From The Ergoweb® Learning Center

Counting Motions

Dan MacLeod, CPE, MA, MPH

A motion is a movement or exertion made by a major joint or body link. From the perspective of preventing musculoskeletal disorders, the concern is for the number of loads on, or slides of, a tendon and is the primary criterion for quantifying the motions of a task.

A good rule of thumb is that a motion occurs every time the body part in question changes directions.  Thus, the extremely common flexion/extension cycle involves two motions.

From an efficiency standpoint, this approach also works well. It provides a standardized way to compare work methods and provides insights in a way that time study alone does not.

Motions1 Motions2

Motions are quantified by observing and counting, either directly or by viewing a video clip. Counting motions can often be a very simple undertaking, since it can be done by the unaided eye and counting to oneself.  On the other hand, counting can sometime be quite difficult, since in many tasks it can be troublesome to determine exactly what constitutes a motion.

Getting in the habit of observing motions in this manner helps to identify wasted steps and better vs. worse methods, even if done mentally without tallying the actual counts.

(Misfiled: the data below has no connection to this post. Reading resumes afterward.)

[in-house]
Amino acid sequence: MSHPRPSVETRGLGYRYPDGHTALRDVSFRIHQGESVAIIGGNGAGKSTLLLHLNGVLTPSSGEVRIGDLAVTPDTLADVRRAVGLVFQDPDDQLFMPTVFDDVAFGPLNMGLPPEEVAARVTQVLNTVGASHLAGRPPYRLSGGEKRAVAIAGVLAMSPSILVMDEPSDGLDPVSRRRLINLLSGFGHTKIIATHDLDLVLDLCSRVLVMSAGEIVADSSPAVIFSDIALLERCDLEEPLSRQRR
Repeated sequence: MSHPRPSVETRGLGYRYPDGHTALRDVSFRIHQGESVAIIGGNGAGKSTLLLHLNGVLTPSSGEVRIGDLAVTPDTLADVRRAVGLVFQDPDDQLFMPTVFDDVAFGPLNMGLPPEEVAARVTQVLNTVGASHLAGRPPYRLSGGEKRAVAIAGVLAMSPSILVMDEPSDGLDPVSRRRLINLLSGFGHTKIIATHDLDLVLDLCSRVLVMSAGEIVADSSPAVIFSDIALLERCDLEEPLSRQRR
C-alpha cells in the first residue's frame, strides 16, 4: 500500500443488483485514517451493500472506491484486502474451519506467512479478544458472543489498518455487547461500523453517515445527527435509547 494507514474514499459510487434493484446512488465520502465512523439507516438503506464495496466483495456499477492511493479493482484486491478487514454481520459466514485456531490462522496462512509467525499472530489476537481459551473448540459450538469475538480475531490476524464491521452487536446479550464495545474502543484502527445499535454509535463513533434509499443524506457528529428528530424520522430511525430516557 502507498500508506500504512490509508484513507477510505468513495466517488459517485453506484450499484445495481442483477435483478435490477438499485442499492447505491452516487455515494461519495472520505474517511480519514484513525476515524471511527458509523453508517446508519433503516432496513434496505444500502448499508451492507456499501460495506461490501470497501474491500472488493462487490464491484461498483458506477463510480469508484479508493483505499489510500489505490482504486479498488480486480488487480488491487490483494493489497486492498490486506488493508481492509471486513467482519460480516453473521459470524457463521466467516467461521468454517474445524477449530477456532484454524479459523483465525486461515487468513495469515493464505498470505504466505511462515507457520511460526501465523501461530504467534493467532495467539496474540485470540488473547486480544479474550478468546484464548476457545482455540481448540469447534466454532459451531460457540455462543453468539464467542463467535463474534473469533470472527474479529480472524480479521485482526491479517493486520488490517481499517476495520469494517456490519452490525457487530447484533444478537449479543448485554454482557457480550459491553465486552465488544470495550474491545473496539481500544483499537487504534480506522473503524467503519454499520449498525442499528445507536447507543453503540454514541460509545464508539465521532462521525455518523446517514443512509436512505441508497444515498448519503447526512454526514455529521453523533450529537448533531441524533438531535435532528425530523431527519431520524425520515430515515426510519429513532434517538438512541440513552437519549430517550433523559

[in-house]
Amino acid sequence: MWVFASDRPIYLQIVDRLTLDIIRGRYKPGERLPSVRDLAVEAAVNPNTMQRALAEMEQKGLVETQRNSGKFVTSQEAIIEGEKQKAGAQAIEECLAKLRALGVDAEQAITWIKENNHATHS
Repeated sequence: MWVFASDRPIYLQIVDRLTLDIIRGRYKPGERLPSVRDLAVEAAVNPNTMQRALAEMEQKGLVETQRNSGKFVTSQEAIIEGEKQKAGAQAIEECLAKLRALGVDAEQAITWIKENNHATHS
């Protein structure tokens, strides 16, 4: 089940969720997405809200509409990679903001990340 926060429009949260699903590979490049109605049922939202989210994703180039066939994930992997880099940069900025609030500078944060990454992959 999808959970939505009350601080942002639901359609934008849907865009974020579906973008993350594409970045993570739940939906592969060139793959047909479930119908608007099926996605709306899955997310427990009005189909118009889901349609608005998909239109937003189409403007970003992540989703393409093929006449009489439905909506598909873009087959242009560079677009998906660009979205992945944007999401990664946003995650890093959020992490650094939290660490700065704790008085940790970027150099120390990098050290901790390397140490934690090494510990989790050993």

1. Identify the joint or body link in question when observing a task — the wrist, elbow, or back, left versus right, and so on.  Focus only on that specific joint and ignore everything else, guarding against becoming distracted by other movements and the task itself.
  2. Video the task whenever possible.  Videos can (a) help you to focus, (b) enable use of slow motion to detect rapid motions, such as is common with the wrist, and (c) permit multiple reviews of the same sequence or different sequences to help increase accuracy.
  3. Identify the steps of the job.  It is often useful to document the motions for each step in the process of obtaining a count for the entire task.
  4. Count the number of times the body link in question changes direction.
  • Include exertions, even if no movement is detected.  For example, attempting to lift a car with a single effort would be considered a motion, even though the car was not moved.
  • Ignore wiggles and minor movements of the joint that are less than ±15°, particularly if they are unrelated to the task.  However, include these minor movements if there is some other reason for doing so.
  • Count complete circular motions as four motions. Torque motions should be counted separately
  1. Document these specific definitions and the assumptions made for the task or workplace at hand.  Many choices are arbitrary, but, once made, should become a standard that is followed.  Furthermore, the documentation permits others to interpret the results.

For more details on counting motions, see MacLeod D., 2012, The Rules of Work, Second Edition, pp. 126-129, Taylor & Francis.